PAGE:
by Sandy Fairfield, MARS Education Coordinator
Love them or hate them Crows are considered to be one of the most intelligent of birds.
With few exceptions Crows are found world wide, Vancouver Island is home to the Northwestern Crow, American Crows are also found in the Vancouver area. Crows can be distinguished from the Common Raven by their beaks and overall body shape, both being smaller and less stocky. Tail shapes, square for Crows wedged shaped for Ravens also help identify them.
Black coloration enables Crows to recognize each other during the day, when roosting together at night it provides great camouflage and protection. Far from being endangered Crows have survived in great numbers, mostly because they are opportunistic feeders, eating anything they can find. Being highly intelligent they know where the best food source is, hiding it for later consumption. They have also figured out ways to open nuts or shellfish dropping them onto roads where cars run over and open them up! Their social interaction and communication has also contributed to their proliferation. If attacked or in distress other Crows will flock to protect to each other, they will loudly ward off predators. Other calls may be telling each other where food supply is abundant, often garbage we have provided for them.”Bob” is a 2003 juvenile who came to us from a school yard. We became aware of “Bob” from a call to MARS, regarding a Crow aggressively harassing students. Observing the Crow at the school, it displayed normal behaviour for a healthy young bird, exploring paper and other objects with its beak. It was not long before a small student, of whom Bob was fearless, came along to play (students had been informed to leave the birds alone by the school). However, when the “Rescuers from MARS” moved in, Bob was gone. This bird was imprinted on children recognizing them as a food source and when food was no longer offered Bob became aggressive in his demands. Fortunately Bob was kidnapped, and after a short stay incognito in a small student’s basement, he was turned over to MARS.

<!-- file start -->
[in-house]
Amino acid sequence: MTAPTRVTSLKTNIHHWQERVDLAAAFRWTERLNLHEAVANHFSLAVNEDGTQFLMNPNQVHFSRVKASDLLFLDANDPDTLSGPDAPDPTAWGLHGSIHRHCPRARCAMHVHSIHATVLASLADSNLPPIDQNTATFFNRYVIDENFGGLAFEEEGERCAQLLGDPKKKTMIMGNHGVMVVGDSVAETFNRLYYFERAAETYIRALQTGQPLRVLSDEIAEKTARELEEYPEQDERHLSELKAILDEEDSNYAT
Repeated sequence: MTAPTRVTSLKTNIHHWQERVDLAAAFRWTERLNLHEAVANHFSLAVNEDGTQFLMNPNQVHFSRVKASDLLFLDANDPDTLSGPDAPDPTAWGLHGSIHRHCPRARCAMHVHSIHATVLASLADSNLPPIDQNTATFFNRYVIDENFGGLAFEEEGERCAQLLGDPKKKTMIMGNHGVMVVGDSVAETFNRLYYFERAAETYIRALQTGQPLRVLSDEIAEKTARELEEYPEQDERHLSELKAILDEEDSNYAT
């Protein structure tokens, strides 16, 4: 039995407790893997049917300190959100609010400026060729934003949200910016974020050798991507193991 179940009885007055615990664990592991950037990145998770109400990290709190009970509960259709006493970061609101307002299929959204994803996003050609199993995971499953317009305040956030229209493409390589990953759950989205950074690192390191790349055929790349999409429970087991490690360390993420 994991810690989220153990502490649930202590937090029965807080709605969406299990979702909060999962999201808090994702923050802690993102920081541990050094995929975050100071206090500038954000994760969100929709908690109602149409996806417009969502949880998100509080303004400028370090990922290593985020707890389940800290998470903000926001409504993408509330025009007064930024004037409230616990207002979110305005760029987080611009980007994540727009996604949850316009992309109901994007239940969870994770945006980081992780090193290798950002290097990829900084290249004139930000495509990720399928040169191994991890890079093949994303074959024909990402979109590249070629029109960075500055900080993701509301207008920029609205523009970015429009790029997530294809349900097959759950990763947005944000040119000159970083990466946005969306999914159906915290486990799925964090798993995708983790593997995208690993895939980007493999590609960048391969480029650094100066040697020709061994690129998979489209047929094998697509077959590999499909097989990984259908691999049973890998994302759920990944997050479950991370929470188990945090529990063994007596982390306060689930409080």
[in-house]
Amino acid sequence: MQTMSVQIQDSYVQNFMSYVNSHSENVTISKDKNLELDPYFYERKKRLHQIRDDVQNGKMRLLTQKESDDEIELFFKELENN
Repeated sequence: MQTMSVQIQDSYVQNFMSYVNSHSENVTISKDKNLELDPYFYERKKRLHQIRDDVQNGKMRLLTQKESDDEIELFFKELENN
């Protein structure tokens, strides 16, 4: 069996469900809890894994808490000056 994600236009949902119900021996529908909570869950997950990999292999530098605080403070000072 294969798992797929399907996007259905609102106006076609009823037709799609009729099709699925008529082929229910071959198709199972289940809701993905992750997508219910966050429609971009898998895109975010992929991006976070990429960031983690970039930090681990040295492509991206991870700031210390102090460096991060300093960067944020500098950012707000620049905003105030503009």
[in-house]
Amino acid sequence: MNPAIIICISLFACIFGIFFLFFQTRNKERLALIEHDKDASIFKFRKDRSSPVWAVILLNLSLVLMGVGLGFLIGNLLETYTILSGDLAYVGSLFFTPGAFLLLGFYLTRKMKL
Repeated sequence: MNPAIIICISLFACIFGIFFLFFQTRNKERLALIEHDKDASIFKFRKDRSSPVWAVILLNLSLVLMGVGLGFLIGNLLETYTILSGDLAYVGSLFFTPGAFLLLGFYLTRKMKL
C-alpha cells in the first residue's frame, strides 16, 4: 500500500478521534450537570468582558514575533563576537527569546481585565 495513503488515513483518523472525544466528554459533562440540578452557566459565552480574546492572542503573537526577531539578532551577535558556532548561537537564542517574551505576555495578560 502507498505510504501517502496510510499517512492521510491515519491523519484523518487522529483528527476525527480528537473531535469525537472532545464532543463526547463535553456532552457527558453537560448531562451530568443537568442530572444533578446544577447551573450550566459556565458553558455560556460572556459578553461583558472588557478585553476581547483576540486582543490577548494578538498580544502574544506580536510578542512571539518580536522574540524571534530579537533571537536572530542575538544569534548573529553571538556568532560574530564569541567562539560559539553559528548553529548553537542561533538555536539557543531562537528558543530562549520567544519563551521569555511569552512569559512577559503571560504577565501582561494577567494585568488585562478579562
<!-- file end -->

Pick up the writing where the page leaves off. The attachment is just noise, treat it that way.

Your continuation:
Apart from some minor intestinal problems he was otherwise healthy. He was placed with a Wildlife rehabber who has permits to keep imprinted Crows releasing them only when they recognize their new home. It is important also to remember that Crows are highly susceptible to West Nile Virus (currently no reported cases in B.C). MARS is part of the collection program for this disease, and we discourage people from handling Crows or any other wildlife. After “Bob’s” exposure to humans his ability to function in his natural habitat was severely diminished. He became a menace to many small children around the school, swooping over their heads in search of candy or chips – an unhealthy diet for a young bird. This case once again reminds us that some wild birds can be easily imprinted on humans, it is also illegal to capture and confine any wildlife.
You can help us feed these birds by calling MARS @ 250-337-2021.